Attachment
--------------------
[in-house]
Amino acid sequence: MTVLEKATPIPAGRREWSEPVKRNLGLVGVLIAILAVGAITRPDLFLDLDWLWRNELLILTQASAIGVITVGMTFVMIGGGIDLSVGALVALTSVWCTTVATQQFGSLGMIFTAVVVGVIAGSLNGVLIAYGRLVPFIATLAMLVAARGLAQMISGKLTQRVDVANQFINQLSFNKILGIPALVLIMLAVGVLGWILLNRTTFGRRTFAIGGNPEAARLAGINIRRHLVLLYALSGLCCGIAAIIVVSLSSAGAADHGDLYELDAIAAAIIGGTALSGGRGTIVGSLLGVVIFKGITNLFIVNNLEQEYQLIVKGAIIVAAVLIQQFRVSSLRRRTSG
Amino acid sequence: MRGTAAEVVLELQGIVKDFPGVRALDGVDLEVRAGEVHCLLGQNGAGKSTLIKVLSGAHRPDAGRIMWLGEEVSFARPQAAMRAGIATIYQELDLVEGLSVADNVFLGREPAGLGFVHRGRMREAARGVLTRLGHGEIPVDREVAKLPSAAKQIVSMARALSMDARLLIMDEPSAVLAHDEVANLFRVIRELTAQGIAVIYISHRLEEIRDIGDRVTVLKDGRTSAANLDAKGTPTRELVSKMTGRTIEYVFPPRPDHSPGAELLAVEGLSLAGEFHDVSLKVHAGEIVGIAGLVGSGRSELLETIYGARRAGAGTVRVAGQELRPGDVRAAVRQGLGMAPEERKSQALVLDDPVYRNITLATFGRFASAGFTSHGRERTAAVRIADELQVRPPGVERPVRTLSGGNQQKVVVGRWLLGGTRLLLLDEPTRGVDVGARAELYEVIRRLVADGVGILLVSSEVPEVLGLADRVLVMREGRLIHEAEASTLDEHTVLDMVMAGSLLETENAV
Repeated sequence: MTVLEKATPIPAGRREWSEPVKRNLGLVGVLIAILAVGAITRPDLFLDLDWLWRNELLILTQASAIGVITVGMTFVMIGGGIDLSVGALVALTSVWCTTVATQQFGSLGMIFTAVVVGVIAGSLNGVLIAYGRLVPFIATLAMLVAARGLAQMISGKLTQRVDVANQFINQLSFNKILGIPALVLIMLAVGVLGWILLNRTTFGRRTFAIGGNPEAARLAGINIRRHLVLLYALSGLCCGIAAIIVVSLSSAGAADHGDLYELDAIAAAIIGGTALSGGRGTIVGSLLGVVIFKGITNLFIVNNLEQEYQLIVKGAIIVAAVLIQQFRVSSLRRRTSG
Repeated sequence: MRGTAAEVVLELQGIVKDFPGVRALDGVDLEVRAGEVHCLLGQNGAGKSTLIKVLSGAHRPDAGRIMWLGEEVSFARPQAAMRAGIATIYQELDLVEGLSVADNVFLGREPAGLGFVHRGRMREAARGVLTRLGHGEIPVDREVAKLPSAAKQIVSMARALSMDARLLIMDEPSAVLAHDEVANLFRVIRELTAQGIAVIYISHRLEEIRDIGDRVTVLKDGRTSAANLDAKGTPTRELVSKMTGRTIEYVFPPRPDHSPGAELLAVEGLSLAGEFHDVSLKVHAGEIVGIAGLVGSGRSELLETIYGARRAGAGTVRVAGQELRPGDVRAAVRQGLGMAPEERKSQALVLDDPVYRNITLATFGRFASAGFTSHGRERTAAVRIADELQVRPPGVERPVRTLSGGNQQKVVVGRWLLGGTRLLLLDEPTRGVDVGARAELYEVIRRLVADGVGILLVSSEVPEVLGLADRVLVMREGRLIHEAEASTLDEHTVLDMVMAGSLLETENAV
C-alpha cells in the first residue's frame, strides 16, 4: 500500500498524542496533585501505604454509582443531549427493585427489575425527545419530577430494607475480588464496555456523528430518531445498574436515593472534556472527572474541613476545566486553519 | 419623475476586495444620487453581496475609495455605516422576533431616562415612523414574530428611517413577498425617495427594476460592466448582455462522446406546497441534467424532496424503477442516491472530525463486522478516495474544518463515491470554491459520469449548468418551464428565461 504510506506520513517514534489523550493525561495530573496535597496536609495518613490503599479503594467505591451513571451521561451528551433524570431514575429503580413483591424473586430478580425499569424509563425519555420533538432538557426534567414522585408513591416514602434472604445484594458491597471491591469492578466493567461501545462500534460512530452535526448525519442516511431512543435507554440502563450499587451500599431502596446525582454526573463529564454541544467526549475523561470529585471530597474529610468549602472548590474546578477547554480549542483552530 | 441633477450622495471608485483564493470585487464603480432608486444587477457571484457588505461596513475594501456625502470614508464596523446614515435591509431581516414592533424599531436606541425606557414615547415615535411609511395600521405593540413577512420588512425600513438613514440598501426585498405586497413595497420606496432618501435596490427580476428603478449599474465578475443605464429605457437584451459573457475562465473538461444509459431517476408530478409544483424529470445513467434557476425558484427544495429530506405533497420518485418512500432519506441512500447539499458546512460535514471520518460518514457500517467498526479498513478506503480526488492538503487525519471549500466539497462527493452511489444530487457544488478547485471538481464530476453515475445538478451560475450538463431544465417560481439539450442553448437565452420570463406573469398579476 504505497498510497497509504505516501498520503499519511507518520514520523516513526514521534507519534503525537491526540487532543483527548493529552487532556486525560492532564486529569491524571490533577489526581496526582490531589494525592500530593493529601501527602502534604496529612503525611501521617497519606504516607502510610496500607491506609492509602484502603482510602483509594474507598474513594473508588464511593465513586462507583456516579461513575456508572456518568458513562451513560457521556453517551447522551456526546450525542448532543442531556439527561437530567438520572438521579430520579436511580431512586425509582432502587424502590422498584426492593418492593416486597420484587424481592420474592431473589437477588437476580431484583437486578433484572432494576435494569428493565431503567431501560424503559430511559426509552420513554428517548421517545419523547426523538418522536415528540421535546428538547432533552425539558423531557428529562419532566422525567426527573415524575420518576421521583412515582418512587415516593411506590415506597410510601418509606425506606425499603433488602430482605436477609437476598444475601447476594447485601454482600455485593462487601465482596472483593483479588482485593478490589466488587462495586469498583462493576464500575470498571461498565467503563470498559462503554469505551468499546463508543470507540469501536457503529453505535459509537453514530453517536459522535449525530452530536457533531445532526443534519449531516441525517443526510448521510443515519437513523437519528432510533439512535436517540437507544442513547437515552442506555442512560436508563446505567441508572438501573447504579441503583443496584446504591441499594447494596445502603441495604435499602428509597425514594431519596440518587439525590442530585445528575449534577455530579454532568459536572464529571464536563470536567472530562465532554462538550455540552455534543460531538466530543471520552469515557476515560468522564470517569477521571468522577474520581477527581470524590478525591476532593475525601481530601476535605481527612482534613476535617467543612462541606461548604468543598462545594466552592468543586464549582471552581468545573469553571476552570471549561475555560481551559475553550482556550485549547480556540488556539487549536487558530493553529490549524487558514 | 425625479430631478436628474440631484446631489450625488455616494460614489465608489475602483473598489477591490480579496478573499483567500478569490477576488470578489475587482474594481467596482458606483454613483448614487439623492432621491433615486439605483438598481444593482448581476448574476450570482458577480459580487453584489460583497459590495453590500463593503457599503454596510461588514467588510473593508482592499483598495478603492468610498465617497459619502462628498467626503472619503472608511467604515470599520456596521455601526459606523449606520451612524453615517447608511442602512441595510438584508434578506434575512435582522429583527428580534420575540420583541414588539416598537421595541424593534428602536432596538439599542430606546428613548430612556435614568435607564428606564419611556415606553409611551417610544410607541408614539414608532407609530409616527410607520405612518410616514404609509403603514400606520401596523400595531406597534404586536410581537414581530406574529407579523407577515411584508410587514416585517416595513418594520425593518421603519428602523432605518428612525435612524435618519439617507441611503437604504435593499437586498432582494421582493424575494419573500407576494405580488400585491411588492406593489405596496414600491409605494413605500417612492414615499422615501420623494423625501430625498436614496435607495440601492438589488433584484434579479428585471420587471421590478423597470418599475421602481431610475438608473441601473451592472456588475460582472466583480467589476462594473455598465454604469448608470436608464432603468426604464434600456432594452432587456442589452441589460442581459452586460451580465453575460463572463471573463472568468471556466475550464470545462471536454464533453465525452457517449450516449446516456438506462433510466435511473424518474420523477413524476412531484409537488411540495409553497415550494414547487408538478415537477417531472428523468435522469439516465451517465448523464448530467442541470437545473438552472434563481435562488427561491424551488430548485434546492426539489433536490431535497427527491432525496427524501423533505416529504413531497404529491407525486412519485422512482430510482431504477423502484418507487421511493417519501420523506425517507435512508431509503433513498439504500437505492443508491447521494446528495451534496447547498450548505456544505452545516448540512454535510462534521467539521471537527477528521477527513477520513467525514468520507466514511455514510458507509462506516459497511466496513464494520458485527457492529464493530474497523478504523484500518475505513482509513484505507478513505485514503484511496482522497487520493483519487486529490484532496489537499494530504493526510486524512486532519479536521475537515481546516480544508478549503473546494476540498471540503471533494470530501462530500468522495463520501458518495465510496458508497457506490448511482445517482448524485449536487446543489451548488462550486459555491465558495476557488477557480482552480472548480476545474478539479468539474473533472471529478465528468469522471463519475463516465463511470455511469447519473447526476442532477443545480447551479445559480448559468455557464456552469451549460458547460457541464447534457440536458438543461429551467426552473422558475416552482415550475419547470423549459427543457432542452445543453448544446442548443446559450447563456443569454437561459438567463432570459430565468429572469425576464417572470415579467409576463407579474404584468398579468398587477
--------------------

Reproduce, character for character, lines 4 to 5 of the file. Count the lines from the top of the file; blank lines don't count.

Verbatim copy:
Repeated sequence: MTVLEKATPIPAGRREWSEPVKRNLGLVGVLIAILAVGAITRPDLFLDLDWLWRNELLILTQASAIGVITVGMTFVMIGGGIDLSVGALVALTSVWCTTVATQQFGSLGMIFTAVVVGVIAGSLNGVLIAYGRLVPFIATLAMLVAARGLAQMISGKLTQRVDVANQFINQLSFNKILGIPALVLIMLAVGVLGWILLNRTTFGRRTFAIGGNPEAARLAGINIRRHLVLLYALSGLCCGIAAIIVVSLSSAGAADHGDLYELDAIAAAIIGGTALSGGRGTIVGSLLGVVIFKGITNLFIVNNLEQEYQLIVKGAIIVAAVLIQQFRVSSLRRRTSG
Repeated sequence: MRGTAAEVVLELQGIVKDFPGVRALDGVDLEVRAGEVHCLLGQNGAGKSTLIKVLSGAHRPDAGRIMWLGEEVSFARPQAAMRAGIATIYQELDLVEGLSVADNVFLGREPAGLGFVHRGRMREAARGVLTRLGHGEIPVDREVAKLPSAAKQIVSMARALSMDARLLIMDEPSAVLAHDEVANLFRVIRELTAQGIAVIYISHRLEEIRDIGDRVTVLKDGRTSAANLDAKGTPTRELVSKMTGRTIEYVFPPRPDHSPGAELLAVEGLSLAGEFHDVSLKVHAGEIVGIAGLVGSGRSELLETIYGARRAGAGTVRVAGQELRPGDVRAAVRQGLGMAPEERKSQALVLDDPVYRNITLATFGRFASAGFTSHGRERTAAVRIADELQVRPPGVERPVRTLSGGNQQKVVVGRWLLGGTRLLLLDEPTRGVDVGARAELYEVIRRLVADGVGILLVSSEVPEVLGLADRVLVMREGRLIHEAEASTLDEHTVLDMVMAGSLLETENAV